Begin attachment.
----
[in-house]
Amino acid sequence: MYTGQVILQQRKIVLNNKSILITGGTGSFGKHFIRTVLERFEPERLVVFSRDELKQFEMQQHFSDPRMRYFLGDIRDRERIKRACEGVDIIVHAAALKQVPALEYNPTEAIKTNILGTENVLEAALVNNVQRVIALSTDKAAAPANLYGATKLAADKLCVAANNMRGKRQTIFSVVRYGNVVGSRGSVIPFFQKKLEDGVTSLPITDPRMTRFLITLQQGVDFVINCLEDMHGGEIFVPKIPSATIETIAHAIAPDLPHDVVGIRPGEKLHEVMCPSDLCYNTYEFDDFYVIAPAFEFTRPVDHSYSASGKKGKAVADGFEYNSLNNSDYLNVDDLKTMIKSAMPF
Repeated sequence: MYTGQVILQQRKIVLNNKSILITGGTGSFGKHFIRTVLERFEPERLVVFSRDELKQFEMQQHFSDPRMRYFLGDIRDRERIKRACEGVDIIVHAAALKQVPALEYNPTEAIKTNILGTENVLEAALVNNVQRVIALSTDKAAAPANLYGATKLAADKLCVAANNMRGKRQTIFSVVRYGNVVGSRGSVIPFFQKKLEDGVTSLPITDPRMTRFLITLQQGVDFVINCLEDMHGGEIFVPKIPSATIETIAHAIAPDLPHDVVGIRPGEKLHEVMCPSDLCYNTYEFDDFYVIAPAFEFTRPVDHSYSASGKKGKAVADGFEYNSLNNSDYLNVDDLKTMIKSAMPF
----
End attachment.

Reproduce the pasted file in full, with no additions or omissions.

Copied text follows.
[in-house]
Amino acid sequence: MYTGQVILQQRKIVLNNKSILITGGTGSFGKHFIRTVLERFEPERLVVFSRDELKQFEMQQHFSDPRMRYFLGDIRDRERIKRACEGVDIIVHAAALKQVPALEYNPTEAIKTNILGTENVLEAALVNNVQRVIALSTDKAAAPANLYGATKLAADKLCVAANNMRGKRQTIFSVVRYGNVVGSRGSVIPFFQKKLEDGVTSLPITDPRMTRFLITLQQGVDFVINCLEDMHGGEIFVPKIPSATIETIAHAIAPDLPHDVVGIRPGEKLHEVMCPSDLCYNTYEFDDFYVIAPAFEFTRPVDHSYSASGKKGKAVADGFEYNSLNNSDYLNVDDLKTMIKSAMPF
Repeated sequence: MYTGQVILQQRKIVLNNKSILITGGTGSFGKHFIRTVLERFEPERLVVFSRDELKQFEMQQHFSDPRMRYFLGDIRDRERIKRACEGVDIIVHAAALKQVPALEYNPTEAIKTNILGTENVLEAALVNNVQRVIALSTDKAAAPANLYGATKLAADKLCVAANNMRGKRQTIFSVVRYGNVVGSRGSVIPFFQKKLEDGVTSLPITDPRMTRFLITLQQGVDFVINCLEDMHGGEIFVPKIPSATIETIAHAIAPDLPHDVVGIRPGEKLHEVMCPSDLCYNTYEFDDFYVIAPAFEFTRPVDHSYSASGKKGKAVADGFEYNSLNNSDYLNVDDLKTMIKSAMPF